Thursday, January 9, 2014

Military Officers: Profession of Arms or Masters of Bureaucracy?

An interesting article was posted on the Tom Ricks blog on Foreign Policy. The article entitled "The decay of the profession of arms" is penned by MAJ Mathew Cavanaugh - an Army instructor at West Point. He points out that we (condensing his long article) have more bureaucrats than intellectual officers in the Army. He raises a valid point. He cites two reasons for the lack of intellectual depth and a tendency to bureaucracy - a "lack of effort" on the part of individual officers and a collective "fear of disloyalty" if challenges are made to the system. I found myself in agreement with most of his article.

I did pause in his suggestion (or is it the suggestion of LTC Fernando Lugan)  that West Point become the " . . . epicenter of the Army's intellectual renaissance . . .". After serving 40 years in the military and being exposed to the product of West Point I really have my doubts of this recommendation. Perhaps Leavenworth is the better location for this type of intellectual endeavor.

However, more illuminating are the many comments by other readers at the bottom (end) of his article. Comments by others I found myself in strong agreement with or very puzzled by:

Strong Agreement.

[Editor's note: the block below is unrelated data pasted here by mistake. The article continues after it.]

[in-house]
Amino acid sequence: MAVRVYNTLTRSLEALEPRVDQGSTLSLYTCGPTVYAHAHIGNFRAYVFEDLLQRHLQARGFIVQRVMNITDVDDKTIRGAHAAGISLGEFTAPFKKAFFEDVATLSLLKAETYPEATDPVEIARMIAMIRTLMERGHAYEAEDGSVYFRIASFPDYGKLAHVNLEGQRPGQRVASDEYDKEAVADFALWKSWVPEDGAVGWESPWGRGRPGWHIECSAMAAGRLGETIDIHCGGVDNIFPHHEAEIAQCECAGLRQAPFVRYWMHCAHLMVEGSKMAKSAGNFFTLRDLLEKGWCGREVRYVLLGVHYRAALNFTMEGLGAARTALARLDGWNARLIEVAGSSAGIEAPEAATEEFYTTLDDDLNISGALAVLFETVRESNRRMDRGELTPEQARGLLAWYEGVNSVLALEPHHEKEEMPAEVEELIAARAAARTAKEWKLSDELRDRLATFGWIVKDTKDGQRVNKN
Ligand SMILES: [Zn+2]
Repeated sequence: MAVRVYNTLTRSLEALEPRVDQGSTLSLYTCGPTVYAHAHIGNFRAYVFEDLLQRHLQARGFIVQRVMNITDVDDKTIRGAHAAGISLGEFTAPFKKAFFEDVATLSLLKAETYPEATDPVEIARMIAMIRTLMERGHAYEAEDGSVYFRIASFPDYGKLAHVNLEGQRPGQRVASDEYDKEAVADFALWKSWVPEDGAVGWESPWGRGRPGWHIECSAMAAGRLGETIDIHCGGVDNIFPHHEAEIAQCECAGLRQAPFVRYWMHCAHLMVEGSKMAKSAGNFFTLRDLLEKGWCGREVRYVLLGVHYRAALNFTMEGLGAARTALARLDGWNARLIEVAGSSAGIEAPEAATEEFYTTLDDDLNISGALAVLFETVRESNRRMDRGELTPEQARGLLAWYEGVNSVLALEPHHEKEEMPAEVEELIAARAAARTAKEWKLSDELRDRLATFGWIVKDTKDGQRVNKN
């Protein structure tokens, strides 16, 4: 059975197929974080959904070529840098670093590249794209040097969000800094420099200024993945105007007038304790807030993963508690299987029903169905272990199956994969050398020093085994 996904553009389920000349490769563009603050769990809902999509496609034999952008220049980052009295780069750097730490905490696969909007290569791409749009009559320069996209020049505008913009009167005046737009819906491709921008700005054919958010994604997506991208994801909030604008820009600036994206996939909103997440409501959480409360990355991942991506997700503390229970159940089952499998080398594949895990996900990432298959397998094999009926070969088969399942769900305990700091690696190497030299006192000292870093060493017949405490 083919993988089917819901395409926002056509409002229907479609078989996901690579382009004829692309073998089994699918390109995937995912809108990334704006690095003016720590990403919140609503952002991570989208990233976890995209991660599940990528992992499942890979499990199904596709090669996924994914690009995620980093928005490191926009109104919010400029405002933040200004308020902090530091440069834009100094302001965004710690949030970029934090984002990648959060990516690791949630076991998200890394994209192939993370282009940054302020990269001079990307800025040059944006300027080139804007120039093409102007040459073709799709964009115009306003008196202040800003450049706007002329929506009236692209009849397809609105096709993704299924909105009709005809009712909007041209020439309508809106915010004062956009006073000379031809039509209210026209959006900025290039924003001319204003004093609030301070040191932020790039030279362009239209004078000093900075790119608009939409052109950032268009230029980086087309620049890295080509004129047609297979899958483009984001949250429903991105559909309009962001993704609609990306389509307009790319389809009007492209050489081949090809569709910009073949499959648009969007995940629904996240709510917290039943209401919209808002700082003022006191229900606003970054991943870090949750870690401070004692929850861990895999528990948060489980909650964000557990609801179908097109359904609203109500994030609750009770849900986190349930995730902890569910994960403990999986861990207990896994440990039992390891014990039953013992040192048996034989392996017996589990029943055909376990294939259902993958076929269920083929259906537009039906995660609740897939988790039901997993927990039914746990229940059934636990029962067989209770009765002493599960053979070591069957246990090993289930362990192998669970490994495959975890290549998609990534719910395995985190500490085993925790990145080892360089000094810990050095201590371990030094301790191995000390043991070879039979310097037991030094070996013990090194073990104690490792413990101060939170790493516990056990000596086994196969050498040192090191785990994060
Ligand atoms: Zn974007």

- Intellectual center should be Leavenworth; not West Point.
- 'bob.stone': His comments were educational and provide clarity on officer education. But I didn't like his comments on the bureaucracy and "if you don't like it . . ." ". . get out . . .". Is "bob" part of the problem?
- The comment by "Majrod" on "chickafication" is precious.
- One comment said that the new Foreign Policy site "sucks". Absolutely  - I find it loud, difficult to navigate and not lending the right 'atmosphere' to an intellectual forum.

Puzzled.

- I read the "Joint Adaptive Expeditionary Warfare . . . " phrase twice and understood it (after the second reading!).
- West Point as the center for "Profession of Arms'? I think not. One example comes to mind. A very bright and competent young infantry officer that I know very well attended West Point. He has an engineering degree and studied Portuguese at West Point. In his first four years of duty he did two years in Afghanistan (platoon leader and company XO). He may never serve in a combat zone again the rest of his career or could find himself embroiled in three more wars. I think he would have been better served (as well as the men he commanded) if he received a degree in Military Studies (not engineering) and studied Pasthu or Dari (not Portuguese). Just saying.


No comments: